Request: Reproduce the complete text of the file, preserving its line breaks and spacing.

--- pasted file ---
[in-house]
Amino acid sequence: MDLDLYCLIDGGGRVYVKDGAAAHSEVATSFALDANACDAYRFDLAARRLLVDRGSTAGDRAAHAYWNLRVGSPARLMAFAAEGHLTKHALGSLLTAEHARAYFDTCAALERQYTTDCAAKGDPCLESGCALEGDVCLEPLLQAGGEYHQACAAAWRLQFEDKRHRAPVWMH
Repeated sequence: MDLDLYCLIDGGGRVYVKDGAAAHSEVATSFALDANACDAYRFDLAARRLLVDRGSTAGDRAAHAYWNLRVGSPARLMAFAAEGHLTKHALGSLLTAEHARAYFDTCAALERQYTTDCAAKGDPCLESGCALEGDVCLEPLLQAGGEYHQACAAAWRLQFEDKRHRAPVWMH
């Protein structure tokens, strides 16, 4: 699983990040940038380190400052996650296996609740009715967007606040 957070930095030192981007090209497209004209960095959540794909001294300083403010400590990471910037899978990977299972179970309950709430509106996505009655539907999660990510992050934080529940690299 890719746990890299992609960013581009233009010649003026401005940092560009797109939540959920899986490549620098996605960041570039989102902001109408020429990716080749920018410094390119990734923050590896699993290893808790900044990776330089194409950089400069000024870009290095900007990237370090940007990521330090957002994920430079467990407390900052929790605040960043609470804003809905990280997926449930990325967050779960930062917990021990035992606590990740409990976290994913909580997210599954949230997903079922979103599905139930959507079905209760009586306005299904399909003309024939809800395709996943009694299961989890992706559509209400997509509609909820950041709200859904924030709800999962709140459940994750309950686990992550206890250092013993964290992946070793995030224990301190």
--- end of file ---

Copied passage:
[in-house]
Amino acid sequence: MDLDLYCLIDGGGRVYVKDGAAAHSEVATSFALDANACDAYRFDLAARRLLVDRGSTAGDRAAHAYWNLRVGSPARLMAFAAEGHLTKHALGSLLTAEHARAYFDTCAALERQYTTDCAAKGDPCLESGCALEGDVCLEPLLQAGGEYHQACAAAWRLQFEDKRHRAPVWMH
Repeated sequence: MDLDLYCLIDGGGRVYVKDGAAAHSEVATSFALDANACDAYRFDLAARRLLVDRGSTAGDRAAHAYWNLRVGSPARLMAFAAEGHLTKHALGSLLTAEHARAYFDTCAALERQYTTDCAAKGDPCLESGCALEGDVCLEPLLQAGGEYHQACAAAWRLQFEDKRHRAPVWMH
């Protein structure tokens, strides 16, 4: 699983990040940038380190400052996650296996609740009715967007606040 957070930095030192981007090209497209004209960095959540794909001294300083403010400590990471910037899978990977299972179970309950709430509106996505009655539907999660990510992050934080529940690299 890719746990890299992609960013581009233009010649003026401005940092560009797109939540959920899986490549620098996605960041570039989102902001109408020429990716080749920018410094390119990734923050590896699993290893808790900044990776330089194409950089400069000024870009290095900007990237370090940007990521330090957002994920430079467990407390900052929790605040960043609470804003809905990280997926449930990325967050779960930062917990021990035992606590990740409990976290994913909580997210599954949230997903079922979103599905139930959507079905209760009586306005299904399909003309024939809800395709996943009694299961989890992706559509209400997509509609909820950041709200859904924030709800999962709140459940994750309950686990992550206890250092013993964290992946070793995030224990301190």